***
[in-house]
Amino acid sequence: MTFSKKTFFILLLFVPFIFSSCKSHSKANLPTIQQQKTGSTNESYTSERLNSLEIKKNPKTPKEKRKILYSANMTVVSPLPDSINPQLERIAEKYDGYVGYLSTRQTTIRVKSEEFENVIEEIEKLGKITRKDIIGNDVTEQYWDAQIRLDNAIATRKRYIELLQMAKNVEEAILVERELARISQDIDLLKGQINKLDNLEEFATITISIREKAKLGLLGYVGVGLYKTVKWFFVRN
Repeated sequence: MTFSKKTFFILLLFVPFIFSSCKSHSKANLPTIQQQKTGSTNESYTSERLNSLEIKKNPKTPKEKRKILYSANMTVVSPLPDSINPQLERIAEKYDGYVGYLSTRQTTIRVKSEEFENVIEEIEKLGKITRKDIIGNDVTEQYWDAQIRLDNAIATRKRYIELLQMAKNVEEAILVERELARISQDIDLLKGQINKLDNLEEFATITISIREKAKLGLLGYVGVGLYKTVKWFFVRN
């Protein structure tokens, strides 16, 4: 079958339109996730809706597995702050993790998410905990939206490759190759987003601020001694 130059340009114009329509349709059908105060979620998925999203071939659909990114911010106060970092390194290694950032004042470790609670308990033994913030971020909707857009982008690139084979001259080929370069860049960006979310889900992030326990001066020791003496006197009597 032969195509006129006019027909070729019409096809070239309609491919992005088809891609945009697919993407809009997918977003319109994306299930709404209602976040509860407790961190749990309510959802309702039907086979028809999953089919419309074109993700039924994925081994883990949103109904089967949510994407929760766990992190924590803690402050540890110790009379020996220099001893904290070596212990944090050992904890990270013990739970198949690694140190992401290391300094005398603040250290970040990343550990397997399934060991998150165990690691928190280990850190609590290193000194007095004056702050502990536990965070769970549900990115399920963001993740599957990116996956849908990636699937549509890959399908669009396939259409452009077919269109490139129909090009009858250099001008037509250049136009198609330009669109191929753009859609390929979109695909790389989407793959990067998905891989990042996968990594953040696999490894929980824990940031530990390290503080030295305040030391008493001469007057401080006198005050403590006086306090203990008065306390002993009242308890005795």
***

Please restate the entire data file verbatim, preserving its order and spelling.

[in-house]
Amino acid sequence: MTFSKKTFFILLLFVPFIFSSCKSHSKANLPTIQQQKTGSTNESYTSERLNSLEIKKNPKTPKEKRKILYSANMTVVSPLPDSINPQLERIAEKYDGYVGYLSTRQTTIRVKSEEFENVIEEIEKLGKITRKDIIGNDVTEQYWDAQIRLDNAIATRKRYIELLQMAKNVEEAILVERELARISQDIDLLKGQINKLDNLEEFATITISIREKAKLGLLGYVGVGLYKTVKWFFVRN
Repeated sequence: MTFSKKTFFILLLFVPFIFSSCKSHSKANLPTIQQQKTGSTNESYTSERLNSLEIKKNPKTPKEKRKILYSANMTVVSPLPDSINPQLERIAEKYDGYVGYLSTRQTTIRVKSEEFENVIEEIEKLGKITRKDIIGNDVTEQYWDAQIRLDNAIATRKRYIELLQMAKNVEEAILVERELARISQDIDLLKGQINKLDNLEEFATITISIREKAKLGLLGYVGVGLYKTVKWFFVRN
């Protein structure tokens, strides 16, 4: 079958339109996730809706597995702050993790998410905990939206490759190759987003601020001694 130059340009114009329509349709059908105060979620998925999203071939659909990114911010106060970092390194290694950032004042470790609670308990033994913030971020909707857009982008690139084979001259080929370069860049960006979310889900992030326990001066020791003496006197009597 032969195509006129006019027909070729019409096809070239309609491919992005088809891609945009697919993407809009997918977003319109994306299930709404209602976040509860407790961190749990309510959802309702039907086979028809999953089919419309074109993700039924994925081994883990949103109904089967949510994407929760766990992190924590803690402050540890110790009379020996220099001893904290070596212990944090050992904890990270013990739970198949690694140190992401290391300094005398603040250290970040990343550990397997399934060991998150165990690691928190280990850190609590290193000194007095004056702050502990536990965070769970549900990115399920963001993740599957990116996956849908990636699937549509890959399908669009396939259409452009077919269109490139129909090009009858250099001008037509250049136009198609330009669109191929753009859609390929979109695909790389989407793959990067998905891989990042996968990594953040696999490894929980824990940031530990390290503080030295305040030391008493001469007057401080006198005050403590006086306090203990008065306390002993009242308890005795």